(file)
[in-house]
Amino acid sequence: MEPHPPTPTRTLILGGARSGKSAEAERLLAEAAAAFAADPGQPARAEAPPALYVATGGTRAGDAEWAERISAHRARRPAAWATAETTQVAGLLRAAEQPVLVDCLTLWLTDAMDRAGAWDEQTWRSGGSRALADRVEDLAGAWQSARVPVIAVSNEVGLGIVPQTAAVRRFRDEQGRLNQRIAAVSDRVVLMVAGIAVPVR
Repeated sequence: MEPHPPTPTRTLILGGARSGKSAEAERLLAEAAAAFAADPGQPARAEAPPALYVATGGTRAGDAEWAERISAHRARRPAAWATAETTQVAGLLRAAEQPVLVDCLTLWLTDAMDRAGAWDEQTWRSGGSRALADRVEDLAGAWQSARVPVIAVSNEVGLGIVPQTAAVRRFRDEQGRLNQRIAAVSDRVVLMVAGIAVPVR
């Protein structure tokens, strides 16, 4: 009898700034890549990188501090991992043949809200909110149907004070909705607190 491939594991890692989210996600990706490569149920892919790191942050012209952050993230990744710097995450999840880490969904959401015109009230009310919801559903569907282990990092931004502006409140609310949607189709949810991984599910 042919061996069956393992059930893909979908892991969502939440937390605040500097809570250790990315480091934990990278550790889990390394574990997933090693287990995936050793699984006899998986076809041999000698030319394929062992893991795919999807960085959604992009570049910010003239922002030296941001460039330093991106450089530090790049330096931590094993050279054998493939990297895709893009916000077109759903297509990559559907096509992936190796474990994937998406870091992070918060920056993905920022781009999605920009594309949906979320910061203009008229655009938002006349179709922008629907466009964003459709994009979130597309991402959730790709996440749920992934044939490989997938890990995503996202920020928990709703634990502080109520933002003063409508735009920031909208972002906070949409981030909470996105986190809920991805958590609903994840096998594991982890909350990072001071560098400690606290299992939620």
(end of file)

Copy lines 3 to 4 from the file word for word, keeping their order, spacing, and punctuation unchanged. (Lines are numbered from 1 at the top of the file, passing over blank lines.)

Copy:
Repeated sequence: MEPHPPTPTRTLILGGARSGKSAEAERLLAEAAAAFAADPGQPARAEAPPALYVATGGTRAGDAEWAERISAHRARRPAAWATAETTQVAGLLRAAEQPVLVDCLTLWLTDAMDRAGAWDEQTWRSGGSRALADRVEDLAGAWQSARVPVIAVSNEVGLGIVPQTAAVRRFRDEQGRLNQRIAAVSDRVVLMVAGIAVPVR
């Protein structure tokens, strides 16, 4: 009898700034890549990188501090991992043949809200909110149907004070909705607190 491939594991890692989210996600990706490569149920892919790191942050012209952050993230990744710097995450999840880490969904959401015109009230009310919801559903569907282990990092931004502006409140609310949607189709949810991984599910 042919061996069956393992059930893909979908892991969502939440937390605040500097809570250790990315480091934990990278550790889990390394574990997933090693287990995936050793699984006899998986076809041999000698030319394929062992893991795919999807960085959604992009570049910010003239922002030296941001460039330093991106450089530090790049330096931590094993050279054998493939990297895709893009916000077109759903297509990559559907096509992936190796474990994937998406870091992070918060920056993905920022781009999605920009594309949906979320910061203009008229655009938002006349179709922008629907466009964003459709994009979130597309991402959730790709996440749920992934044939490989997938890990995503996202920020928990709703634990502080109520933002003063409508735009920031909208972002906070949409981030909470996105986190809920991805958590609903994840096998594991982890909350990072001071560098400690606290299992939620």